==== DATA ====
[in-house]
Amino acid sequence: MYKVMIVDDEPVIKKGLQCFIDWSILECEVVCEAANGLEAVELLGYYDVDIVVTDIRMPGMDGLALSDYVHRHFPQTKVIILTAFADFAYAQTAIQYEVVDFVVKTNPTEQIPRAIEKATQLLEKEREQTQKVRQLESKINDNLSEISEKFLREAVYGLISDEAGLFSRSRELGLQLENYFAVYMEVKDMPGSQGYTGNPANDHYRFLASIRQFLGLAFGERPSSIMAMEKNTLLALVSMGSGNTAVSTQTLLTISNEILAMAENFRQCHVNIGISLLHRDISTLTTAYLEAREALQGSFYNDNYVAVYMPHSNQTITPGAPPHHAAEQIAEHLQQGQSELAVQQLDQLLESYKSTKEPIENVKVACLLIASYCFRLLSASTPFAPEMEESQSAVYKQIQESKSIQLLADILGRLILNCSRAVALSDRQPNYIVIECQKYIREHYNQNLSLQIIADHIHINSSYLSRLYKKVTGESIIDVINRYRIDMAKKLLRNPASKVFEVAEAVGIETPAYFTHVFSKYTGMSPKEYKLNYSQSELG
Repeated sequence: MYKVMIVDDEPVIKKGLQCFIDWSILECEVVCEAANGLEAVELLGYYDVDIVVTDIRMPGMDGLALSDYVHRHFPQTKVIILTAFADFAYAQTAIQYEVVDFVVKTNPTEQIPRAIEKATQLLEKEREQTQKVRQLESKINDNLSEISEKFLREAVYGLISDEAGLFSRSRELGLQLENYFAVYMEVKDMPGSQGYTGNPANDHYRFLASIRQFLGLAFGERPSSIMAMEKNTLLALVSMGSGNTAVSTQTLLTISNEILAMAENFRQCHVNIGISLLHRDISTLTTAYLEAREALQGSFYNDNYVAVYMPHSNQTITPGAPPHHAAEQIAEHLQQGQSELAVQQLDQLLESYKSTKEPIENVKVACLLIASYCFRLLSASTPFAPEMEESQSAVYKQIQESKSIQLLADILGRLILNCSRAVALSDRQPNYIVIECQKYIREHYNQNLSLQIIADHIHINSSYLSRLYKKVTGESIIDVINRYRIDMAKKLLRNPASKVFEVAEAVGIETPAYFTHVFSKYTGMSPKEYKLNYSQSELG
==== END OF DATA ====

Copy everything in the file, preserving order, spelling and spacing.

[in-house]
Amino acid sequence: MYKVMIVDDEPVIKKGLQCFIDWSILECEVVCEAANGLEAVELLGYYDVDIVVTDIRMPGMDGLALSDYVHRHFPQTKVIILTAFADFAYAQTAIQYEVVDFVVKTNPTEQIPRAIEKATQLLEKEREQTQKVRQLESKINDNLSEISEKFLREAVYGLISDEAGLFSRSRELGLQLENYFAVYMEVKDMPGSQGYTGNPANDHYRFLASIRQFLGLAFGERPSSIMAMEKNTLLALVSMGSGNTAVSTQTLLTISNEILAMAENFRQCHVNIGISLLHRDISTLTTAYLEAREALQGSFYNDNYVAVYMPHSNQTITPGAPPHHAAEQIAEHLQQGQSELAVQQLDQLLESYKSTKEPIENVKVACLLIASYCFRLLSASTPFAPEMEESQSAVYKQIQESKSIQLLADILGRLILNCSRAVALSDRQPNYIVIECQKYIREHYNQNLSLQIIADHIHINSSYLSRLYKKVTGESIIDVINRYRIDMAKKLLRNPASKVFEVAEAVGIETPAYFTHVFSKYTGMSPKEYKLNYSQSELG
Repeated sequence: MYKVMIVDDEPVIKKGLQCFIDWSILECEVVCEAANGLEAVELLGYYDVDIVVTDIRMPGMDGLALSDYVHRHFPQTKVIILTAFADFAYAQTAIQYEVVDFVVKTNPTEQIPRAIEKATQLLEKEREQTQKVRQLESKINDNLSEISEKFLREAVYGLISDEAGLFSRSRELGLQLENYFAVYMEVKDMPGSQGYTGNPANDHYRFLASIRQFLGLAFGERPSSIMAMEKNTLLALVSMGSGNTAVSTQTLLTISNEILAMAENFRQCHVNIGISLLHRDISTLTTAYLEAREALQGSFYNDNYVAVYMPHSNQTITPGAPPHHAAEQIAEHLQQGQSELAVQQLDQLLESYKSTKEPIENVKVACLLIASYCFRLLSASTPFAPEMEESQSAVYKQIQESKSIQLLADILGRLILNCSRAVALSDRQPNYIVIECQKYIREHYNQNLSLQIIADHIHINSSYLSRLYKKVTGESIIDVINRYRIDMAKKLLRNPASKVFEVAEAVGIETPAYFTHVFSKYTGMSPKEYKLNYSQSELG